The Philippines is home to what has now been reported as having the highest energy rates anywhere in Asia. And it looks like they have no plans of reversing this phenomenon any time soon. This is, in large, due to the fact that, like most of the other public services, all power became privatized during President Corazon Aquino’s tenor.
The logic behind such a stupid maneuver is obvious. First, it became a quick source of capitol for an ailing government. And second. By selling it to friends and family, she would be able to keep the personal revenue flowing, long after she stepped down.
To make matters worse, Cory even made the choice to not activate the BNPP (Bataan Nuclear Power Plant) that had recently been completed. In response to the global oil crisis of the early 1970’s, then President, Ferdinand Marcos made the decision to construct the country’s first Nuclear Generating Station. Construction was completed in 1985, at a cost of $2.3 billion.
Interestingly enough, South Korea completed BNPP’s sister plant at around the same time. And nearly 30 years later. KORI 1 is still operating with an average output of 583 Megawatts. Today, KORI 1 has proven so profitable that it almost completely funded the next three reactors they added. the Philippines was on par with South Korea back in ’86. Looking at them now, can anyone logically explain how their cheaper power did not have the least bit of an effect on how developed they currently are.
To say that the Philippines missed out on billions, maybe even trillions of pesos in revenue and economic advances would be understating the problem. You shot yourselves in the foot by letting one of the best national assets you had at the ready, just go to waste for nearly three decades.
Now, of course those politicos in Manila will always be screaming the dangers and negative effects of Nuclear Power. First things first: eliminate Chernobyl right off the bat because Chernobyl never followed international standards. If you ever had any hopes of opening a plant, the Philippines will need to follow these standards, because the people supporting nuclear power are every bit as paranoid about disasters as those who are against it.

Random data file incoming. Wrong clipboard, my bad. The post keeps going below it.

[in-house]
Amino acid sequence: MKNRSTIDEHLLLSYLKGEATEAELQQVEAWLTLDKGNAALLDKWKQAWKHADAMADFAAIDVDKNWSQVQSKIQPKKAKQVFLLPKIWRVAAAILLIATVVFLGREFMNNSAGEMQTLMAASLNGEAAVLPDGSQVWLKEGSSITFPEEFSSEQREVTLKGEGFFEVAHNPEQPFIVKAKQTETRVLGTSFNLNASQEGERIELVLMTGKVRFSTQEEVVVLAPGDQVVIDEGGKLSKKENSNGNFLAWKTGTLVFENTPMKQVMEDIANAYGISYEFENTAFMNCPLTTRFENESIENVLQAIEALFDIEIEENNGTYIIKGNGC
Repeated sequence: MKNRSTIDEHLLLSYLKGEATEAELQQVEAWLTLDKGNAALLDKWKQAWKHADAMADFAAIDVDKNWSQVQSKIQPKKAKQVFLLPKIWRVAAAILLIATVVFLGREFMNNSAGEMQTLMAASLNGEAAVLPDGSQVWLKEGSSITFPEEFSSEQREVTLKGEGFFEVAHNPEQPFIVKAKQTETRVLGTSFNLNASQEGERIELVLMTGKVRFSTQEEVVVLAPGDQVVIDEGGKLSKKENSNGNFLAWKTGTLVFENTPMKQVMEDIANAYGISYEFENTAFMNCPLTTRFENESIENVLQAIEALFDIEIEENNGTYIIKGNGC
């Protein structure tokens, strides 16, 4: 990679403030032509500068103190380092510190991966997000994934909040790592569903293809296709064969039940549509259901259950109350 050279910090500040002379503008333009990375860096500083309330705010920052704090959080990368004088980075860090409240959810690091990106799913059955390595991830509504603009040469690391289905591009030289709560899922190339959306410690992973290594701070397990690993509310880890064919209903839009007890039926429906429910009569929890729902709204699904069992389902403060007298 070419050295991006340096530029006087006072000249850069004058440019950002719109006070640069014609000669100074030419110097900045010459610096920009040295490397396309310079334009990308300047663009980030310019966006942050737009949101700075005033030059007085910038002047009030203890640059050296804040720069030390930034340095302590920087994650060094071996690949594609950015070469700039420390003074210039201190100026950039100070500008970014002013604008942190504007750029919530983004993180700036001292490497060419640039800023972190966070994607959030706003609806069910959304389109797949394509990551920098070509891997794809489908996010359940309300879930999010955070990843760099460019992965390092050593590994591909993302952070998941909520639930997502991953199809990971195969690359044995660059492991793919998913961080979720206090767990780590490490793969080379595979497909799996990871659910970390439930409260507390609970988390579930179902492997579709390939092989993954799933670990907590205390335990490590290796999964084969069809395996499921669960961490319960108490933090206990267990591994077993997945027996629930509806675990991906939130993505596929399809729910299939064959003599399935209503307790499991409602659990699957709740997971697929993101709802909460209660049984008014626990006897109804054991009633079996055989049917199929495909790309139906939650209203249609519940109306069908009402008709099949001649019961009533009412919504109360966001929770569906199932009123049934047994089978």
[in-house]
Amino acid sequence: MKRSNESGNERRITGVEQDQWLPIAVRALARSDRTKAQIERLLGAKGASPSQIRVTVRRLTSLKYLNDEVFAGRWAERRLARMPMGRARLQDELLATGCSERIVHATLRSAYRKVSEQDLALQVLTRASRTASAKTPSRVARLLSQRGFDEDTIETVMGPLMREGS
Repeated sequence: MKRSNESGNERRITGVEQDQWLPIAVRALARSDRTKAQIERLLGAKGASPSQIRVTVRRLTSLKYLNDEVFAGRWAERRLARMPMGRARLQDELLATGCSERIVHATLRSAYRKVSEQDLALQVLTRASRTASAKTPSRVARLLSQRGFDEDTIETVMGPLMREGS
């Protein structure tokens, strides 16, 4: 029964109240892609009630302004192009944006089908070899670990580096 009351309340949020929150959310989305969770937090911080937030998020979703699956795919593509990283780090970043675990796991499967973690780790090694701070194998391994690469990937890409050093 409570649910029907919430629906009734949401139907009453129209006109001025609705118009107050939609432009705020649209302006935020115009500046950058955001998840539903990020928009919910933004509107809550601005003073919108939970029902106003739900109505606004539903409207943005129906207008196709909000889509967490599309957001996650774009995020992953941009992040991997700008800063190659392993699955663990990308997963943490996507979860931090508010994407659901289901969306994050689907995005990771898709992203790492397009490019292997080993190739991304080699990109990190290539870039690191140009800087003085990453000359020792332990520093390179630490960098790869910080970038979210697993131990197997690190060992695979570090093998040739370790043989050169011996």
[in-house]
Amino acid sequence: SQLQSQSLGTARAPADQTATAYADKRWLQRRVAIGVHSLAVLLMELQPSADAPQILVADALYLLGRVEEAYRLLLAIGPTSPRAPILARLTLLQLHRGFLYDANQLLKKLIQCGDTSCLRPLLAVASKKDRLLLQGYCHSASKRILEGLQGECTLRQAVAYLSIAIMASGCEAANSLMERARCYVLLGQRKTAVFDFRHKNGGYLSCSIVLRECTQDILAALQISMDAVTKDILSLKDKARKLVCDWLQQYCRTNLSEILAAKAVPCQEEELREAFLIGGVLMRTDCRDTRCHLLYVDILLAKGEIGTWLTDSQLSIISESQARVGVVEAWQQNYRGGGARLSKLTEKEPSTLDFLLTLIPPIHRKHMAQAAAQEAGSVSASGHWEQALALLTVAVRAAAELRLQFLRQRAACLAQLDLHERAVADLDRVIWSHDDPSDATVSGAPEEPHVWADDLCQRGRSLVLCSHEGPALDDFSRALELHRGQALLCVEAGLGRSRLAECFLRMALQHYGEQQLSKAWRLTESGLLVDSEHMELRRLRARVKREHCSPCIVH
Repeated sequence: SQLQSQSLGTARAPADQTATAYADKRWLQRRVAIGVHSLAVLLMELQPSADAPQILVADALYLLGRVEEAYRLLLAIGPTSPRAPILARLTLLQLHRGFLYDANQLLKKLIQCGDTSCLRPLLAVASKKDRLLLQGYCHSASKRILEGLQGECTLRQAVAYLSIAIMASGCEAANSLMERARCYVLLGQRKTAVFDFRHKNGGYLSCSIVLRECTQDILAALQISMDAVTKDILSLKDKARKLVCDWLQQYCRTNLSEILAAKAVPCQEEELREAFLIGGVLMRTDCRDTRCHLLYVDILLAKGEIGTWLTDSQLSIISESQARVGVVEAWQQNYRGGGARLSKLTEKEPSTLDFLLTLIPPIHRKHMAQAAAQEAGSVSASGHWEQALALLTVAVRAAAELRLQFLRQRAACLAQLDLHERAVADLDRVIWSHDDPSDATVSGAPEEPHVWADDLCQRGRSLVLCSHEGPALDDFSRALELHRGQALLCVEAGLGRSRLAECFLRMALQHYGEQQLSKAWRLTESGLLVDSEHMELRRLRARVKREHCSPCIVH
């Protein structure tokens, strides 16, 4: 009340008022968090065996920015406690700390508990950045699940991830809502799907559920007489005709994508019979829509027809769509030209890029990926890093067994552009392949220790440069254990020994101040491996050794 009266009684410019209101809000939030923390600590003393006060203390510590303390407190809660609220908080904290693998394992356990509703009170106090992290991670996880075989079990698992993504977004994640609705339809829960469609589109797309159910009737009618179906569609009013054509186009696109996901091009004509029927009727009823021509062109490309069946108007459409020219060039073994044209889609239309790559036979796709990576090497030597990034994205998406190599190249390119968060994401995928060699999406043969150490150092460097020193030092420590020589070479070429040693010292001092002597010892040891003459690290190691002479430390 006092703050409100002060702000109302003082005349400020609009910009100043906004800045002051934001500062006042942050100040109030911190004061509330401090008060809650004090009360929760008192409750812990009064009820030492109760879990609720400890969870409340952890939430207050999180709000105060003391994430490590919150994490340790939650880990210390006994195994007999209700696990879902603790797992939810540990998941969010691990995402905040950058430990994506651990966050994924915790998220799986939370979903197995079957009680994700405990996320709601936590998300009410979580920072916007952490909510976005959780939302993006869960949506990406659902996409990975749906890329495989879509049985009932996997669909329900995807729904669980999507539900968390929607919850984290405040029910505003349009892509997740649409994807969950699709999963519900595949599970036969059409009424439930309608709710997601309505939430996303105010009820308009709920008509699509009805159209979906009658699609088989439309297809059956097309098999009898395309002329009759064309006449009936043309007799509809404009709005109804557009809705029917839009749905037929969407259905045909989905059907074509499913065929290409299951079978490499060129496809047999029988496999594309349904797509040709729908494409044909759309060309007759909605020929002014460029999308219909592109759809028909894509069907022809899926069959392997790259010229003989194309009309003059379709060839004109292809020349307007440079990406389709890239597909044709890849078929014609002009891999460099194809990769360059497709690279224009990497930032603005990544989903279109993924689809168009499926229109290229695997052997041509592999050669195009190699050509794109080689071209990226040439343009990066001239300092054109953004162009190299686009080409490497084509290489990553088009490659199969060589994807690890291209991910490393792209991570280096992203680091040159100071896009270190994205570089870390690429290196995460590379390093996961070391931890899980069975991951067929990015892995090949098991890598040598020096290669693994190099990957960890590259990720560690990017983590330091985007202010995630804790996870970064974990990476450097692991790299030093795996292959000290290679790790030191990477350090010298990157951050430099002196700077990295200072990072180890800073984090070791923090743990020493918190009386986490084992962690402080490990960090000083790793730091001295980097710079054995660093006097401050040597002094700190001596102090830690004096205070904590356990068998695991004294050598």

Secondly, BNPP is considered safer than Fukushima. Out of the first generation of nuclear plants, BNPP was among the last in its kind, making it younger than about 70% of the nuclear plants in operation in America today.
And lastly, if you remove Chernobyl from the equation, in the many decades of nuclear power, about 430 of the plants operating in the world today, how many casualties have we experienced from nuclear disasters so far? Zero.
Compare that to 24,000 annual deaths largely attributed to Coal Power plants. And even if you choose to include Chernobyl into the mix, 24,000 a year from coal plants is still a staggering number in contrast.
This all leads us to the question of: “How do things operate in the world of privatized companies supplying electricity to a nation whose demands for power are growing at an alarming rate?” The answer is easy. It is only getting worse!
Why? Because when you privatize any kind of public services, such as water and power. They no longer fall under government regulation, control and/or guidelines. And the government itself, no longer wants to waste the time or money keeping an eye on them. Thus, the following happens:
- Lower quality or sub-standard equipment at the respective plants.
- Higher rates slapped on customers to support the operating and maintenance costs.
- Sub-par customer service and support.
The above short list does speak volumes of headaches for the customers at a personal level. In many cases, the power companies have actually told their customers to invest in a Generator. That sort of response is proof-positive, these companies, like the current administration, have no plans of changing things for the betterment of the people. Again you ask, why? because you save money. And their profit margins take a big dip.